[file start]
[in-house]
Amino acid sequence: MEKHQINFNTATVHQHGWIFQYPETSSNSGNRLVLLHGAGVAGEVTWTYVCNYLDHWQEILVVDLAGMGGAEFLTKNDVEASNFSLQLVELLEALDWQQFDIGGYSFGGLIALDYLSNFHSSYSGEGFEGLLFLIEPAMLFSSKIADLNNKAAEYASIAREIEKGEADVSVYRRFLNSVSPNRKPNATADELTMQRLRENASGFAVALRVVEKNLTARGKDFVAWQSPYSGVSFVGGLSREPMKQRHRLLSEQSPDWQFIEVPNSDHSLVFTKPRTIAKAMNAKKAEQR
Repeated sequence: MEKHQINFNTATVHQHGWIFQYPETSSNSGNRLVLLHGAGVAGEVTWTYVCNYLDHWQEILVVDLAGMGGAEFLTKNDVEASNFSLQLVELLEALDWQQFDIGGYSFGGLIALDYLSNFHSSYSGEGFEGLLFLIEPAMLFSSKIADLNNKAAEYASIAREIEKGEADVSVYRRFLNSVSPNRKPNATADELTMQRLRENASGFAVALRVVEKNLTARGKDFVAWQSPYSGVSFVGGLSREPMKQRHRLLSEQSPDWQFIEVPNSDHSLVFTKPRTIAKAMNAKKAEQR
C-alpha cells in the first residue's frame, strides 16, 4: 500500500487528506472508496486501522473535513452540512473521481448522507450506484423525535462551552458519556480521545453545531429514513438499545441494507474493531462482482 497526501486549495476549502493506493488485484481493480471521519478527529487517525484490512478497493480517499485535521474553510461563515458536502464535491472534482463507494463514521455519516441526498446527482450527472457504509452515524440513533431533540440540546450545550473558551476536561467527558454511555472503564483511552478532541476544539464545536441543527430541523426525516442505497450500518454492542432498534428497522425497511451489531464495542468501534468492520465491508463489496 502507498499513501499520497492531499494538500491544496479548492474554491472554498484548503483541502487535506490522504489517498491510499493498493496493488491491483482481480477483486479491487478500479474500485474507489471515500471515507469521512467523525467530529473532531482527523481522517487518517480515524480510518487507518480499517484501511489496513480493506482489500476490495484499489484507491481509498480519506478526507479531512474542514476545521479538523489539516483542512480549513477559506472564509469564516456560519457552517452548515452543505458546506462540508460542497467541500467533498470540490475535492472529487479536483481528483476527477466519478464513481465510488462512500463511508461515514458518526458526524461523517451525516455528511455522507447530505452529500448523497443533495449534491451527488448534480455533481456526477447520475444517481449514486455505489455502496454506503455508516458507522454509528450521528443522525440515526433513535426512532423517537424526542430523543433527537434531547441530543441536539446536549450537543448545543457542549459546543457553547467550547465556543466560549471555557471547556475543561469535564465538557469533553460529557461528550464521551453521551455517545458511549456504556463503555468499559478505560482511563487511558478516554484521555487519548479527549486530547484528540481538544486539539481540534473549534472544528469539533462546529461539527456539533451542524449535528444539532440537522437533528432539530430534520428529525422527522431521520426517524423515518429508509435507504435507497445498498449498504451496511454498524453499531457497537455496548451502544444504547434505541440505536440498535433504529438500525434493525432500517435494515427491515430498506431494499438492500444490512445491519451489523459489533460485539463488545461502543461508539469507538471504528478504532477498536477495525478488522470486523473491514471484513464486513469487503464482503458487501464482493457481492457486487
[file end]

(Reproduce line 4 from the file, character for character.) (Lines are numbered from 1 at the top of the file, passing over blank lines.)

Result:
C-alpha cells in the first residue's frame, strides 16, 4: 500500500487528506472508496486501522473535513452540512473521481448522507450506484423525535462551552458519556480521545453545531429514513438499545441494507474493531462482482 497526501486549495476549502493506493488485484481493480471521519478527529487517525484490512478497493480517499485535521474553510461563515458536502464535491472534482463507494463514521455519516441526498446527482450527472457504509452515524440513533431533540440540546450545550473558551476536561467527558454511555472503564483511552478532541476544539464545536441543527430541523426525516442505497450500518454492542432498534428497522425497511451489531464495542468501534468492520465491508463489496 502507498499513501499520497492531499494538500491544496479548492474554491472554498484548503483541502487535506490522504489517498491510499493498493496493488491491483482481480477483486479491487478500479474500485474507489471515500471515507469521512467523525467530529473532531482527523481522517487518517480515524480510518487507518480499517484501511489496513480493506482489500476490495484499489484507491481509498480519506478526507479531512474542514476545521479538523489539516483542512480549513477559506472564509469564516456560519457552517452548515452543505458546506462540508460542497467541500467533498470540490475535492472529487479536483481528483476527477466519478464513481465510488462512500463511508461515514458518526458526524461523517451525516455528511455522507447530505452529500448523497443533495449534491451527488448534480455533481456526477447520475444517481449514486455505489455502496454506503455508516458507522454509528450521528443522525440515526433513535426512532423517537424526542430523543433527537434531547441530543441536539446536549450537543448545543457542549459546543457553547467550547465556543466560549471555557471547556475543561469535564465538557469533553460529557461528550464521551453521551455517545458511549456504556463503555468499559478505560482511563487511558478516554484521555487519548479527549486530547484528540481538544486539539481540534473549534472544528469539533462546529461539527456539533451542524449535528444539532440537522437533528432539530430534520428529525422527522431521520426517524423515518429508509435507504435507497445498498449498504451496511454498524453499531457497537455496548451502544444504547434505541440505536440498535433504529438500525434493525432500517435494515427491515430498506431494499438492500444490512445491519451489523459489533460485539463488545461502543461508539469507538471504528478504532477498536477495525478488522470486523473491514471484513464486513469487503464482503458487501464482493457481492457486487